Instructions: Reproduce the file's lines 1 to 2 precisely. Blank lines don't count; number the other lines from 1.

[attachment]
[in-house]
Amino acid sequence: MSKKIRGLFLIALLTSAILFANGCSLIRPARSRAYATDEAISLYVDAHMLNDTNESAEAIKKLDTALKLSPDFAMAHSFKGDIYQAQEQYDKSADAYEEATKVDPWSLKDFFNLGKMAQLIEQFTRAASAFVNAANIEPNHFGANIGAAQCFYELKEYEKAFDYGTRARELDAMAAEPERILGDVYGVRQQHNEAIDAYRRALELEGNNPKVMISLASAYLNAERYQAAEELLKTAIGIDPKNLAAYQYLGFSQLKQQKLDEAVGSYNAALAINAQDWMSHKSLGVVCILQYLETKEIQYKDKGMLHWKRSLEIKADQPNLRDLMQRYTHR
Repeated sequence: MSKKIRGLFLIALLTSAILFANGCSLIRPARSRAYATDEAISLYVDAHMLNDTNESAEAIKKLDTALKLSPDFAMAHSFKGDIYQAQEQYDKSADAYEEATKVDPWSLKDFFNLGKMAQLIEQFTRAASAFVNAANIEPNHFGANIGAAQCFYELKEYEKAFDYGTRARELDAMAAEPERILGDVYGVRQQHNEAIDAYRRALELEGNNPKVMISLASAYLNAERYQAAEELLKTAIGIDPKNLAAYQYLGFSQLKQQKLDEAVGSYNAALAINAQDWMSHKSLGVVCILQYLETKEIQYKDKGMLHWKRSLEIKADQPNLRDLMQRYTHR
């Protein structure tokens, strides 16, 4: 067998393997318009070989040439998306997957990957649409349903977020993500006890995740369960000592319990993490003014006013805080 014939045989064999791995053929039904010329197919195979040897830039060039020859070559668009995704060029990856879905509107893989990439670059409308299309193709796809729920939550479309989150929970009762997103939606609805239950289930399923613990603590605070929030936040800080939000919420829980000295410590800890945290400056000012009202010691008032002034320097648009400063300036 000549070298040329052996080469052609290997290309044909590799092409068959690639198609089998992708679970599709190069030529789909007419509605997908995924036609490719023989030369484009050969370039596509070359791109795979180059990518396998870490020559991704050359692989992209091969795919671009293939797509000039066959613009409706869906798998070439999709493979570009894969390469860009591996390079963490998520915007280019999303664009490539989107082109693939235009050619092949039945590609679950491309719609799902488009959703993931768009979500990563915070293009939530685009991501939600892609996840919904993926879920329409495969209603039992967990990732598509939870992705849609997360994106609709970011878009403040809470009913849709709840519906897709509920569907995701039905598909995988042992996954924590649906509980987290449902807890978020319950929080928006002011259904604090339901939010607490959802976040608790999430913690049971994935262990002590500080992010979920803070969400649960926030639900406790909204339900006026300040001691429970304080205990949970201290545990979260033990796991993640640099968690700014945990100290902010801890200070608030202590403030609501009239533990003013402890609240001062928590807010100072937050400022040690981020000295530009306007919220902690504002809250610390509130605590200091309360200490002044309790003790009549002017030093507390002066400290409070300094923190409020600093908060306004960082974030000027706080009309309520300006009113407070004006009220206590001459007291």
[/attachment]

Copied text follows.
[in-house]
Amino acid sequence: MSKKIRGLFLIALLTSAILFANGCSLIRPARSRAYATDEAISLYVDAHMLNDTNESAEAIKKLDTALKLSPDFAMAHSFKGDIYQAQEQYDKSADAYEEATKVDPWSLKDFFNLGKMAQLIEQFTRAASAFVNAANIEPNHFGANIGAAQCFYELKEYEKAFDYGTRARELDAMAAEPERILGDVYGVRQQHNEAIDAYRRALELEGNNPKVMISLASAYLNAERYQAAEELLKTAIGIDPKNLAAYQYLGFSQLKQQKLDEAVGSYNAALAINAQDWMSHKSLGVVCILQYLETKEIQYKDKGMLHWKRSLEIKADQPNLRDLMQRYTHR